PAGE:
Even before it converted to Christianity, Russia had a well-developed egg craft culture, typical of Slavic nations. Russia and Ukraine share much of their histories, and Ukraine in particular had an excellent egg craft tradition. Before they embraced Christianity, the Slavs followed a primitive form of animism. The Slavs in Ukraine used wax to draw wind, rain, the sun, animals and geometric patterns and then colors. Because wax resists watercolors, those eggs ended up with some beautiful patterns. The Slavs buried these eggs, called pysanki, into the ground as they prayed for prosperity and good fortune. Thanks to this history, Russia and other Slavic nations readily embraced egg craft for Easter. And in Russia, egg craft culture led to the world’s most brilliant jewelry craftsmanship.
In 1885, Tsar Alexander III presented his wife, Empress Maria Feodorovna, with an Easter egg. Dubbed the ‘Hen Egg,’ it was made of gold. With its white enameled shell, it appeared to be a real egg, but it cracked open to a gold yolk. And the yolk itself held a golden hen in it. The hen contained a miniature replica of the imperial crown. Inside the crown was a tiny ruby pendant in the shape of an egg (the crown and the ruby piece have been lost). This was absolutely spectacular. In celebration of the 20th anniversary of the wedding, the empress was deeply moved. Tsar ordered a jeweler to make new eggs ever year.

‘The Kelch Hen Easter Egg,’ made in 1898 © Official Facebook page of the Faberge Museum


‘The Fifteenth Anniversary Easter Egg,’ made in 1911 © Official Facebook page of the Faberge Museum

The jeweler was Peter Carl Faberge. He was the descendent of immigrants who had left France to the Russian-ruled Estonia to escape the French Wars of Religion. His father opened the jewelry company House of Faberge in the Russian Empire capital of St. Petersburg, and Peter Carl took over the family business and followed his old man’s footsteps as goldsmith. In 1882, Peter Carl’s works were a sensation at the Pan-Russian Exhibition in Moscow. Faberge was awarded a gold medal and the Russian Imperial Order of Saint. Stanislas. And pleased with Faberge’s egg, the Tsar assigned him the title Goldsmith by Special Appointment to the Imperial crown. The House of Faberge became the top jewelry brand in Russia. To this day, Faberge is considered among the world’s top jewelers, alongside Cartier, Bulgari and Tiffany.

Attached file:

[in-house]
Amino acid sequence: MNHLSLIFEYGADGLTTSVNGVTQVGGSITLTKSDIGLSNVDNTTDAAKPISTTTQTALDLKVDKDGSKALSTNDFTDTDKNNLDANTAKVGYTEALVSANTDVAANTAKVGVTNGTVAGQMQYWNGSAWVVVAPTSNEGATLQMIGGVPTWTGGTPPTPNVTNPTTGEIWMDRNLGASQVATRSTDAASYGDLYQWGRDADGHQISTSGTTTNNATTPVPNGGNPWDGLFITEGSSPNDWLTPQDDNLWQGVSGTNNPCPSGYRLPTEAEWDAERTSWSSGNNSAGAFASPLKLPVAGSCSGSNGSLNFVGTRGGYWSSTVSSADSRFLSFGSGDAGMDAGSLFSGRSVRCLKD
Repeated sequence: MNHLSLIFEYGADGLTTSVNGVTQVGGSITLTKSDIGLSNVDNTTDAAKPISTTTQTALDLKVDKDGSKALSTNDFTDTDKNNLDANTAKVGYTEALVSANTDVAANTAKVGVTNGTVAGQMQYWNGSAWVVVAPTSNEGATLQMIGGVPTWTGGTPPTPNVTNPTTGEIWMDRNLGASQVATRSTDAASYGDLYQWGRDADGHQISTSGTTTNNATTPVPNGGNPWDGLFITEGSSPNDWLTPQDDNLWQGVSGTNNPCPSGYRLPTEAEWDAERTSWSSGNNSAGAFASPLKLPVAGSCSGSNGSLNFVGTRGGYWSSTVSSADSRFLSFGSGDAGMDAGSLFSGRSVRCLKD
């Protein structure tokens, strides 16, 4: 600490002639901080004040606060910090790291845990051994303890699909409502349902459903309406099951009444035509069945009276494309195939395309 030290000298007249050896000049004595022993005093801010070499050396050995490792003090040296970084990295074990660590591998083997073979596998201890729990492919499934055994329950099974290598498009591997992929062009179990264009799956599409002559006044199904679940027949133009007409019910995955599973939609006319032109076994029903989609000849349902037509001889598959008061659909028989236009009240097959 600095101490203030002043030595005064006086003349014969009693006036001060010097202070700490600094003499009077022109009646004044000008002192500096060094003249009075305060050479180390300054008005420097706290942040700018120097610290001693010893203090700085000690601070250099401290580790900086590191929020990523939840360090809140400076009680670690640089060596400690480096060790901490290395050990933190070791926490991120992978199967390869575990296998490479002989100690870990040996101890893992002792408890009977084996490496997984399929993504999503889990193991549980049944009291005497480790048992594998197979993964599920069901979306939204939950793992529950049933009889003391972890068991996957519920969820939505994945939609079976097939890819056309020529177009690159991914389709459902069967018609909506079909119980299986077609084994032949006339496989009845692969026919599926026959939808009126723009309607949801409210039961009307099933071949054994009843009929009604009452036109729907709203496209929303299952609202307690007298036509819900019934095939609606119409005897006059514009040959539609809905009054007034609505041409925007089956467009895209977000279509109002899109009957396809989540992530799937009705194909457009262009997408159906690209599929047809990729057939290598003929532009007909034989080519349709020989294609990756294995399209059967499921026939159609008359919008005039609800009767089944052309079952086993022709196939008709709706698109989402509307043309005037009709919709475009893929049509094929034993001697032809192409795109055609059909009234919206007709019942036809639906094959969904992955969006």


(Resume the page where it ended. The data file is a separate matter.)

Starting in 1885, the House of Faberge began producing Easter eggs every year. And from 1887 and on, Faberge didn’t even have to report to the Tsar before designing his egg. The level of trust in eggs’ quality was such that Faberge was free to build eggs however he pleased. In 1894, Alexander III passed away and his son, Nicholas II, took over as the new Tsar. He also wanted Faberge’s egg, and not just one each year, either. Nicholas II wanted one each for his mother and for his wife. Eggs gradually became more elaborate. Faberge even installed some device inside one egg. The 1900 egg called the ‘Cockerel Egg’ had a small cockerel to come out and sing at the top of each hour.

Faberge eggs © Official Facebook page of the Faberge Museum

Egg Costing 25 Billion Won
Whenever the Easter approached, European emperors, aristocrats and millionaires waited in anticipation just what kind of egg Faberge will produce. The House of Faberge was at its absolute peak. At the 1900 World’s Fair in Paris, Faberge was a member of the jury. His pieces were exhibited without competition and judging. Still, the French government appointed him a knight of the Legion d’honneur (Legion of Honour.). But in 1917, the October Revolution brought down the Romanov dynasty. The Tsar’s family was executed in the basement of their temporary residence in Yekaterinburg, far away from the capital. The entire assets of the House of Faberge were seized. The Faberge family left for Latvia, but the revolution also reached the Baltic countries. They settled in a Swiss hotel in June 1920, but Peter Carl Faberge was so brokenhearted that he died three months later.